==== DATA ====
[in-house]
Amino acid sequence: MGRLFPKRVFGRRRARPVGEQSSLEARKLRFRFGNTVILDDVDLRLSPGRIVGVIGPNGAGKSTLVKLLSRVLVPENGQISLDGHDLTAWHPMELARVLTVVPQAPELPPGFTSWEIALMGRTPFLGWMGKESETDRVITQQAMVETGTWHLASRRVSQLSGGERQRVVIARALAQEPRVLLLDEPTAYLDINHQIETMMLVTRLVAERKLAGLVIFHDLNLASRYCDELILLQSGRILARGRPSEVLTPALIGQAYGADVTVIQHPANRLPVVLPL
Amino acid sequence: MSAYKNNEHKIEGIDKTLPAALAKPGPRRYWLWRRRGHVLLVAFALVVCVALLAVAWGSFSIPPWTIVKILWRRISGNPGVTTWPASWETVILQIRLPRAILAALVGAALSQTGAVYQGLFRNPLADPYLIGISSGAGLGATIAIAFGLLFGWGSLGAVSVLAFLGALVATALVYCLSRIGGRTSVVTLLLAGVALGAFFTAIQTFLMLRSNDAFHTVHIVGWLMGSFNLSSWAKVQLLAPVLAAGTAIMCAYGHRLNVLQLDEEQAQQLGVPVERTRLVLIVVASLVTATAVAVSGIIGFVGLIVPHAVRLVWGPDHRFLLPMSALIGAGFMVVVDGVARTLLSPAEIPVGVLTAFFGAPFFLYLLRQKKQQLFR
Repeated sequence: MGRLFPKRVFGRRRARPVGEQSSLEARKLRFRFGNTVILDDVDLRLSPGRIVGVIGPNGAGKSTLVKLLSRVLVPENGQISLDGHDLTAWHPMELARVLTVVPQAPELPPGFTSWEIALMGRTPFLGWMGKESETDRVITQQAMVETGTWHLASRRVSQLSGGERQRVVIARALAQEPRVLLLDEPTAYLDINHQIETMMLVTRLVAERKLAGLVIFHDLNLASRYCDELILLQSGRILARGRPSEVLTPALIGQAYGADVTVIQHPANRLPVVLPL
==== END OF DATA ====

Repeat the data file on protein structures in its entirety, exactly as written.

[in-house]
Amino acid sequence: MGRLFPKRVFGRRRARPVGEQSSLEARKLRFRFGNTVILDDVDLRLSPGRIVGVIGPNGAGKSTLVKLLSRVLVPENGQISLDGHDLTAWHPMELARVLTVVPQAPELPPGFTSWEIALMGRTPFLGWMGKESETDRVITQQAMVETGTWHLASRRVSQLSGGERQRVVIARALAQEPRVLLLDEPTAYLDINHQIETMMLVTRLVAERKLAGLVIFHDLNLASRYCDELILLQSGRILARGRPSEVLTPALIGQAYGADVTVIQHPANRLPVVLPL
Amino acid sequence: MSAYKNNEHKIEGIDKTLPAALAKPGPRRYWLWRRRGHVLLVAFALVVCVALLAVAWGSFSIPPWTIVKILWRRISGNPGVTTWPASWETVILQIRLPRAILAALVGAALSQTGAVYQGLFRNPLADPYLIGISSGAGLGATIAIAFGLLFGWGSLGAVSVLAFLGALVATALVYCLSRIGGRTSVVTLLLAGVALGAFFTAIQTFLMLRSNDAFHTVHIVGWLMGSFNLSSWAKVQLLAPVLAAGTAIMCAYGHRLNVLQLDEEQAQQLGVPVERTRLVLIVVASLVTATAVAVSGIIGFVGLIVPHAVRLVWGPDHRFLLPMSALIGAGFMVVVDGVARTLLSPAEIPVGVLTAFFGAPFFLYLLRQKKQQLFR
Repeated sequence: MGRLFPKRVFGRRRARPVGEQSSLEARKLRFRFGNTVILDDVDLRLSPGRIVGVIGPNGAGKSTLVKLLSRVLVPENGQISLDGHDLTAWHPMELARVLTVVPQAPELPPGFTSWEIALMGRTPFLGWMGKESETDRVITQQAMVETGTWHLASRRVSQLSGGERQRVVIARALAQEPRVLLLDEPTAYLDINHQIETMMLVTRLVAERKLAGLVIFHDLNLASRYCDELILLQSGRILARGRPSEVLTPALIGQAYGADVTVIQHPANRLPVVLPL